Originally published October 13, 2017
I’m so glad somebody thought up the idea of Pastor Appreciation Month and made it a thing. If you’ve never been a pastor (or been married to one), it’s difficult to adequately convey just how simultaneously challenging, joyful, devastating, frustrating, and fulfilling it can be. If you have a good pastor, who rightly divides God’s Word and is a man of godly character, you are very blessed. And that goes for your minister of music, associate pastor, youth pastor, etc., too. Be sure you show all of them (there’s nothing worse than being left out while everybody else is being appreciated) your appreciation for their hard work, and your encouragement, support, and love not just during Pastor Appreciation Month, but all year through. Here are ten ways you can do just that.
1. Pray for your pastors.
Time and again, when pastors are surveyed about what their church members can do to bless them the most, the number one answer is, “Pray for me.” Your pastors need you to pray for them personally, in their work, for their marriages and families, and for the health of your church. Pastor Appreciation Month is a perfect time to make a commitment to pray for your pastors on a regular basis. (And don’t forget to periodically tell them you’re praying for them!) Need some suggestions on how to pray? Check out my article Top 10 Ways to Pray for Your Pastor.
2. Words of encouragement
Pastors get a lot of complaints, criticism, and words of discouragement. Brighten your pastor’s day by telling him something specific you learned during the sermon. Tell your minister of music you really enjoyed the choir anthem this morning. Repeat to your youth pastor something positive your child has said about him or the youth group. Drop your pastor a note, e-mail, or social media message of support. Make a point of looking for ways – all year long – that you can offer “a word fitly spoken.”
If your pastor and his wife have young children, offer to babysit so they can have a date night or go Christmas shopping for the kids.
4. Gift cards
Perhaps along with the offer to babysit, you could give your pastor and his wife a gift card to a local restaurant. Gift cards to his favorite specialty store (outdoorsman stores, music stores, etc.), a Christian retailer, or one of his favorite online stores (or a more general site like Amazon if you’re not sure of his preferences) make great tokens of appreciation, too.
5. Honorary offerings
Is there a certain missionary or mission project that’s near and dear to your pastor’s heart? A crisis pregnancy center? A church plant he’d like to support? What about donating Bibles in his honor to an evangelistic organization? Put out the word to the congregation, take up a special offering (or simply give as an individual), and make a donation in your pastor’s name.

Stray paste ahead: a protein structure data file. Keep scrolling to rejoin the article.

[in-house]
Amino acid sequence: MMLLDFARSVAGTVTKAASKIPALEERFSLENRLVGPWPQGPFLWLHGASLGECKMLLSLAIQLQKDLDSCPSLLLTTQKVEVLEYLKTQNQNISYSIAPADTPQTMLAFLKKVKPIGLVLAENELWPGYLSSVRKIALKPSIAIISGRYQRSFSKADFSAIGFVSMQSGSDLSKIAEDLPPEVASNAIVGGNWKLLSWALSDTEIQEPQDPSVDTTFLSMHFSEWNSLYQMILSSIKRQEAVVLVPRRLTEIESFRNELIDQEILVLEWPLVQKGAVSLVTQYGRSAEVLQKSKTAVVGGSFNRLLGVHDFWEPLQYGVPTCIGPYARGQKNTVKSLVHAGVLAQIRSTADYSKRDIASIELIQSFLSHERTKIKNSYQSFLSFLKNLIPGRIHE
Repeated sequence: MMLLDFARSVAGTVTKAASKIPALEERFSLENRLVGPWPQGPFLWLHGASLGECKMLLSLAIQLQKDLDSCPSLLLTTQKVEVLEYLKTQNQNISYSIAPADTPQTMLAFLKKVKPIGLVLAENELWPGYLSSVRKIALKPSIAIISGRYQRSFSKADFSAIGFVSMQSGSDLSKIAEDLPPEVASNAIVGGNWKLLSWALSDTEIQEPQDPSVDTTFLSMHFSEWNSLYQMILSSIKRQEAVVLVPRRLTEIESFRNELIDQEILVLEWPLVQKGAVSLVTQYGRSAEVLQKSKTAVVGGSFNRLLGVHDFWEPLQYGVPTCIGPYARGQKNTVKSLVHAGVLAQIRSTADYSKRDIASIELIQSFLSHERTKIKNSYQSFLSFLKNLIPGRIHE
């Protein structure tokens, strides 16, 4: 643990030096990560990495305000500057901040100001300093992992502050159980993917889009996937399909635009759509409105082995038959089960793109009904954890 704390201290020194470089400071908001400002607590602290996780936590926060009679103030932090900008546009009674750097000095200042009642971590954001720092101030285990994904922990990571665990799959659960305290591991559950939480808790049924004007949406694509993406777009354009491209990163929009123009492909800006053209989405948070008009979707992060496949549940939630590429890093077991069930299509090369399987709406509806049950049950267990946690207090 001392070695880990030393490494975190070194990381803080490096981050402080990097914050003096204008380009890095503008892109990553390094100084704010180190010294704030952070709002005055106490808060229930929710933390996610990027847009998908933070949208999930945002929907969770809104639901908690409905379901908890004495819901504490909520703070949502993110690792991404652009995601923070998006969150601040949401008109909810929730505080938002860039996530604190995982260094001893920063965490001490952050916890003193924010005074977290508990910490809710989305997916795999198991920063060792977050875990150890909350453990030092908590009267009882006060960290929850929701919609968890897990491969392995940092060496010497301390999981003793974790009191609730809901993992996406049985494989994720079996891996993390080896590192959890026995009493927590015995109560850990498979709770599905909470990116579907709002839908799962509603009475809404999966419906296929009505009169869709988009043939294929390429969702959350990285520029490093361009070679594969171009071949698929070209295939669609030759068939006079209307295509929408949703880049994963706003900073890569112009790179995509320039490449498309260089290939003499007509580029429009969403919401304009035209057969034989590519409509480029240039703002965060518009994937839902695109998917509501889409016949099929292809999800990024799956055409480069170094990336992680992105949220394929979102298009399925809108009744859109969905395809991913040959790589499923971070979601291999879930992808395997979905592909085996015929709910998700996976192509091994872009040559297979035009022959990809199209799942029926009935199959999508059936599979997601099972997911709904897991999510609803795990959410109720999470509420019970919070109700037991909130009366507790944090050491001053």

6. Make sure his needs are met.
Your pastors shouldn’t be living like televangelists, but they shouldn’t be struggling to survive, either. Surprisingly, many people have unbiblical opinions about pastors’ salaries, from the notion that anyone in any kind of ministry should be doing it for free, to the downright evil concept of keeping the pastor near the poverty level to make sure he stays humble (yes, really). The Bible says pastors have a right to make their living from preaching the gospel, and that a workman is worthy of his hire. Check with your church’s finance and/or personnel committee. Is your pastor making an appropriate salary? Are his housing and insurance needs being met? Is he receiving adequate vacation and sick days? If not, see what you can do to help rectify the situation.
There are lots of fantabulous Christian conferences out there that your pastor would probably love to attend, but it’s not in the church budget and he can’t afford it, personally. Find out his favorite or choose a great one (make sure you vet the speakers first to make sure they’re doctrinally sound), take up a special offering, and send him there, all expenses paid (conference admission and fees, travel, meals, lodging, and some extra “walking around money” for purchasing books, gifts, souvenirs, etc.).
One of the things that can be stressful for pastors is empty positions that need godly people to fill them. Volunteer to teach that Sunday School class, play the piano at the nursing home, help chaperone the youth trip, work in the nursery, get trained and run the sound board. Find out where you’re needed at your church and jump in and serve.
9. Help out around the house.
Pastors have those “fix it” needs around the house just like everybody else does. Are you good at repairing cars, fixing roofs, mowing grass, maintaining air conditioning units, cooking meals, or another special skill? Save your pastor some time, money, and effort by putting your experience to work for him at his home.
10. Set the example of a healthy church member.
What could be more encouraging to a pastor than biblically healthy church members? Study your Bible. Be faithful in your church attendance. Pray for your pastor and the church. Serve where you’re needed. Don’t complain or criticize your pastor and others over petty matters. Avoid controversies and personality conflicts, and be a peacemaker. Walk in humility and selflessness, and give glory to God. Show appreciation for your pastors by setting a godly example for other church members and encouraging them to do the same.
💥Bonus!💥 Get on social media, e-mail, or the phone and share this article around so your pastors don’t have to!
What are some other good ways we can show appreciation for,
and encourage, our pastors?